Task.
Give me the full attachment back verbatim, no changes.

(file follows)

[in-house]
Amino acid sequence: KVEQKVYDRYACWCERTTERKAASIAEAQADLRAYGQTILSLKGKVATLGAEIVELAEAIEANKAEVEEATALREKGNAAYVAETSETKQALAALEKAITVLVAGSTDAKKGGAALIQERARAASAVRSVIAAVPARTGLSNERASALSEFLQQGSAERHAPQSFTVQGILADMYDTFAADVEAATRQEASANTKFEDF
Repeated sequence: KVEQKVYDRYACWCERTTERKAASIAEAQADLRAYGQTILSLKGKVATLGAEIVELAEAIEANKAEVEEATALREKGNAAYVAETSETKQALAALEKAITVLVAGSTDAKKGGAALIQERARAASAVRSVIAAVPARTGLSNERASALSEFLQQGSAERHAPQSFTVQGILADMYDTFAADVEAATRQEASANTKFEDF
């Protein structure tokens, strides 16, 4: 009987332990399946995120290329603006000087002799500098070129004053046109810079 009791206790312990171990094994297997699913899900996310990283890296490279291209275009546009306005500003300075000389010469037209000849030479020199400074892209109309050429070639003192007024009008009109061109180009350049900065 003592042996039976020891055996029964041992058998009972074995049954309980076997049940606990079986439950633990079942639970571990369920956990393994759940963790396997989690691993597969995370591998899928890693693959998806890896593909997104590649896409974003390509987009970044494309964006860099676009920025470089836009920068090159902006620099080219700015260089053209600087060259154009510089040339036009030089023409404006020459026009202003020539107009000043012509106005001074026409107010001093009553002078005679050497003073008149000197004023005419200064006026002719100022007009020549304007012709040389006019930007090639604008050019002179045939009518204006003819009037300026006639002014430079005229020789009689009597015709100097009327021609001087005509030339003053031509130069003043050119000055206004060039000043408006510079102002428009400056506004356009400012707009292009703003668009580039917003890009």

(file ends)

[in-house]
Amino acid sequence: KVEQKVYDRYACWCERTTERKAASIAEAQADLRAYGQTILSLKGKVATLGAEIVELAEAIEANKAEVEEATALREKGNAAYVAETSETKQALAALEKAITVLVAGSTDAKKGGAALIQERARAASAVRSVIAAVPARTGLSNERASALSEFLQQGSAERHAPQSFTVQGILADMYDTFAADVEAATRQEASANTKFEDF
Repeated sequence: KVEQKVYDRYACWCERTTERKAASIAEAQADLRAYGQTILSLKGKVATLGAEIVELAEAIEANKAEVEEATALREKGNAAYVAETSETKQALAALEKAITVLVAGSTDAKKGGAALIQERARAASAVRSVIAAVPARTGLSNERASALSEFLQQGSAERHAPQSFTVQGILADMYDTFAADVEAATRQEASANTKFEDF
């Protein structure tokens, strides 16, 4: 009987332990399946995120290329603006000087002799500098070129004053046109810079 009791206790312990171990094994297997699913899900996310990283890296490279291209275009546009306005500003300075000389010469037209000849030479020199400074892209109309050429070639003192007024009008009109061109180009350049900065 003592042996039976020891055996029964041992058998009972074995049954309980076997049940606990079986439950633990079942639970571990369920956990393994759940963790396997989690691993597969995370591998899928890693693959998806890896593909997104590649896409974003390509987009970044494309964006860099676009920025470089836009920068090159902006620099080219700015260089053209600087060259154009510089040339036009030089023409404006020459026009202003020539107009000043012509106005001074026409107010001093009553002078005679050497003073008149000197004023005419200064006026002719100022007009020549304007012709040389006019930007090639604008050019002179045939009518204006003819009037300026006639002014430079005229020789009689009597015709100097009327021609001087005509030339003053031509130069003043050119000055206004060039000043408006510079102002428009400056506004356009400012707009292009703003668009580039917003890009």